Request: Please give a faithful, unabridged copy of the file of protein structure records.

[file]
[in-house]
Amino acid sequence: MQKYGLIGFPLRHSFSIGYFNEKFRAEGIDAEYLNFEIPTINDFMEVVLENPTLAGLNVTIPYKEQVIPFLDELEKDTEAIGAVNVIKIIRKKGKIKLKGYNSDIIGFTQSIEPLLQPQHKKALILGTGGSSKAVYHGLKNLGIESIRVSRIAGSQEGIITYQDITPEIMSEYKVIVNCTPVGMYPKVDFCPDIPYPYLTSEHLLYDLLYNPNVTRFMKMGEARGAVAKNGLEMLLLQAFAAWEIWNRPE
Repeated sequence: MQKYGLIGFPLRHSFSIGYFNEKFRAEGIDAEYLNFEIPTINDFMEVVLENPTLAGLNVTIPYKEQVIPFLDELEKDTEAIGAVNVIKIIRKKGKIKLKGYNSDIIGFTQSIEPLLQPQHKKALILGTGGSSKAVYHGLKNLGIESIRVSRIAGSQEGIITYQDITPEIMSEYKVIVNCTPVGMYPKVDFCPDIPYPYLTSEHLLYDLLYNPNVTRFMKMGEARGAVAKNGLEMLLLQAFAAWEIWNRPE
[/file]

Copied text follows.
[in-house]
Amino acid sequence: MQKYGLIGFPLRHSFSIGYFNEKFRAEGIDAEYLNFEIPTINDFMEVVLENPTLAGLNVTIPYKEQVIPFLDELEKDTEAIGAVNVIKIIRKKGKIKLKGYNSDIIGFTQSIEPLLQPQHKKALILGTGGSSKAVYHGLKNLGIESIRVSRIAGSQEGIITYQDITPEIMSEYKVIVNCTPVGMYPKVDFCPDIPYPYLTSEHLLYDLLYNPNVTRFMKMGEARGAVAKNGLEMLLLQAFAAWEIWNRPE
Repeated sequence: MQKYGLIGFPLRHSFSIGYFNEKFRAEGIDAEYLNFEIPTINDFMEVVLENPTLAGLNVTIPYKEQVIPFLDELEKDTEAIGAVNVIKIIRKKGKIKLKGYNSDIIGFTQSIEPLLQPQHKKALILGTGGSSKAVYHGLKNLGIESIRVSRIAGSQEGIITYQDITPEIMSEYKVIVNCTPVGMYPKVDFCPDIPYPYLTSEHLLYDLLYNPNVTRFMKMGEARGAVAKNGLEMLLLQAFAAWEIWNRPE